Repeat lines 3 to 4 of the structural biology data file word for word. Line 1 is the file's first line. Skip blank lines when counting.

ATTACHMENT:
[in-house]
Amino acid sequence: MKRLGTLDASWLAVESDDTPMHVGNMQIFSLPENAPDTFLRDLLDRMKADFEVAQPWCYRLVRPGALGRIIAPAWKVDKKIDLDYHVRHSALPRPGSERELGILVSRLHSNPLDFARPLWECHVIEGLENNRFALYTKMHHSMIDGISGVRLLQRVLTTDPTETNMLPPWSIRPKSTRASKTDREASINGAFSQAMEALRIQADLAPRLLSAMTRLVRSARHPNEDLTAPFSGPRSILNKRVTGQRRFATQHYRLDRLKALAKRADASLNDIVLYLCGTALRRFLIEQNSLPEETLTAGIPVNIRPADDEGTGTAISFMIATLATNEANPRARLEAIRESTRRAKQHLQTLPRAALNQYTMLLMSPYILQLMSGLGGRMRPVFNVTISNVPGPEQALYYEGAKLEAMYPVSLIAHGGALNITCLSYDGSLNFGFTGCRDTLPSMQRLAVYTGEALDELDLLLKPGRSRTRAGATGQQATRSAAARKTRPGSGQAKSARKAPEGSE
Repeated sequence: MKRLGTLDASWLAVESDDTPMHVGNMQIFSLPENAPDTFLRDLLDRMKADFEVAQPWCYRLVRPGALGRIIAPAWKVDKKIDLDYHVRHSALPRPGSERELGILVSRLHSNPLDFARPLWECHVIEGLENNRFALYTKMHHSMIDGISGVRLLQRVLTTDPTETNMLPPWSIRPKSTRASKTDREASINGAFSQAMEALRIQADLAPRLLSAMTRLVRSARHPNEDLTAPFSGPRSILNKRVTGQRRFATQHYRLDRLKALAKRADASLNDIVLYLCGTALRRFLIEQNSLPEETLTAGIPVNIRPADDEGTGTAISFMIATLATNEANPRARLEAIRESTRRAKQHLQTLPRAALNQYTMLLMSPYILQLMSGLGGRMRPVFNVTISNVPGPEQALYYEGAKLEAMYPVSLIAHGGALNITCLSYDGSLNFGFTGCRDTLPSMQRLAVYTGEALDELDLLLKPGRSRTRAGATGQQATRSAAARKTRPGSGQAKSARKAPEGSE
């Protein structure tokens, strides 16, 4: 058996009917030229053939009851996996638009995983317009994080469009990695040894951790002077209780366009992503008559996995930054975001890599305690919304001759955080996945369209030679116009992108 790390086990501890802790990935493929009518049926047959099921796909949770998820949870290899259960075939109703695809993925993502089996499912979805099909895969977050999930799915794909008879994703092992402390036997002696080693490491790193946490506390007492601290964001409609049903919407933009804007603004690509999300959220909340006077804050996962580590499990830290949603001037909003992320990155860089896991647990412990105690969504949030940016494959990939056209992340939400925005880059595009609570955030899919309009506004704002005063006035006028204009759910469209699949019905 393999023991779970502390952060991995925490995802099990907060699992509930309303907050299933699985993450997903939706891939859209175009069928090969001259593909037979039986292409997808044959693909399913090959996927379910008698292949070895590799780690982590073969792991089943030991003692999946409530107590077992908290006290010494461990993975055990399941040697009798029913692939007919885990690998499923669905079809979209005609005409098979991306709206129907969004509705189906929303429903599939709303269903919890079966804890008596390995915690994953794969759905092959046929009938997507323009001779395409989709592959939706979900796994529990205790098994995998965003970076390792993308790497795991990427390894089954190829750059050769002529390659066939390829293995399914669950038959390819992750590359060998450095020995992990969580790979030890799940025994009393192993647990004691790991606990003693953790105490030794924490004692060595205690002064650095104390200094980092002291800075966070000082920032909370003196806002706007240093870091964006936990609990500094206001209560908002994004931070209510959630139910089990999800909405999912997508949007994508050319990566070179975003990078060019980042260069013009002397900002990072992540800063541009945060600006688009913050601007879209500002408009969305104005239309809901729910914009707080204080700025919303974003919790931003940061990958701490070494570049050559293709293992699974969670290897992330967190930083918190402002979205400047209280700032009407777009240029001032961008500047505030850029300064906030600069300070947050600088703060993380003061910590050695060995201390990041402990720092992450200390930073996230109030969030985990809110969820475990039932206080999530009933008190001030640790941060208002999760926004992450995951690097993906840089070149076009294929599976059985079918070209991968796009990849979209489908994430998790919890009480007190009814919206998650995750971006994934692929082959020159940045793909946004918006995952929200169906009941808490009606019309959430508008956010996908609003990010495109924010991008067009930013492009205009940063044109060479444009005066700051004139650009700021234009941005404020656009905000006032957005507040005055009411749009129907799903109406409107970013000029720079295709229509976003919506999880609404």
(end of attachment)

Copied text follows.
Repeated sequence: MKRLGTLDASWLAVESDDTPMHVGNMQIFSLPENAPDTFLRDLLDRMKADFEVAQPWCYRLVRPGALGRIIAPAWKVDKKIDLDYHVRHSALPRPGSERELGILVSRLHSNPLDFARPLWECHVIEGLENNRFALYTKMHHSMIDGISGVRLLQRVLTTDPTETNMLPPWSIRPKSTRASKTDREASINGAFSQAMEALRIQADLAPRLLSAMTRLVRSARHPNEDLTAPFSGPRSILNKRVTGQRRFATQHYRLDRLKALAKRADASLNDIVLYLCGTALRRFLIEQNSLPEETLTAGIPVNIRPADDEGTGTAISFMIATLATNEANPRARLEAIRESTRRAKQHLQTLPRAALNQYTMLLMSPYILQLMSGLGGRMRPVFNVTISNVPGPEQALYYEGAKLEAMYPVSLIAHGGALNITCLSYDGSLNFGFTGCRDTLPSMQRLAVYTGEALDELDLLLKPGRSRTRAGATGQQATRSAAARKTRPGSGQAKSARKAPEGSE
């Protein structure tokens, strides 16, 4: 058996009917030229053939009851996996638009995983317009994080469009990695040894951790002077209780366009992503008559996995930054975001890599305690919304001759955080996945369209030679116009992108 790390086990501890802790990935493929009518049926047959099921796909949770998820949870290899259960075939109703695809993925993502089996499912979805099909895969977050999930799915794909008879994703092992402390036997002696080693490491790193946490506390007492601290964001409609049903919407933009804007603004690509999300959220909340006077804050996962580590499990830290949603001037909003992320990155860089896991647990412990105690969504949030940016494959990939056209992340939400925005880059595009609570955030899919309009506004704002005063006035006028204009759910469209699949019905 393999023991779970502390952060991995925490995802099990907060699992509930309303907050299933699985993450997903939706891939859209175009069928090969001259593909037979039986292409997808044959693909399913090959996927379910008698292949070895590799780690982590073969792991089943030991003692999946409530107590077992908290006290010494461990993975055990399941040697009798029913692939007919885990690998499923669905079809979209005609005409098979991306709206129907969004509705189906929303429903599939709303269903919890079966804890008596390995915690994953794969759905092959046929009938997507323009001779395409989709592959939706979900796994529990205790098994995998965003970076390792993308790497795991990427390894089954190829750059050769002529390659066939390829293995399914669950038959390819992750590359060998450095020995992990969580790979030890799940025994009393192993647990004691790991606990003693953790105490030794924490004692060595205690002064650095104390200094980092002291800075966070000082920032909370003196806002706007240093870091964006936990609990500094206001209560908002994004931070209510959630139910089990999800909405999912997508949007994508050319990566070179975003990078060019980042260069013009002397900002990072992540800063541009945060600006688009913050601007879209500002408009969305104005239309809901729910914009707080204080700025919303974003919790931003940061990958701490070494570049050559293709293992699974969670290897992330967190930083918190402002979205400047209280700032009407777009240029001032961008500047505030850029300064906030600069300070947050600088703060993380003061910590050695060995201390990041402990720092992450200390930073996230109030969030985990809110969820475990039932206080999530009933008190001030640790941060208002999760926004992450995951690097993906840089070149076009294929599976059985079918070209991968796009990849979209489908994430998790919890009480007190009814919206998650995750971006994934692929082959020159940045793909946004918006995952929200169906009941808490009606019309959430508008956010996908609003990010495109924010991008067009930013492009205009940063044109060479444009005066700051004139650009700021234009941005404020656009905000006032957005507040005055009411749009129907799903109406409107970013000029720079295709229509976003919506999880609404």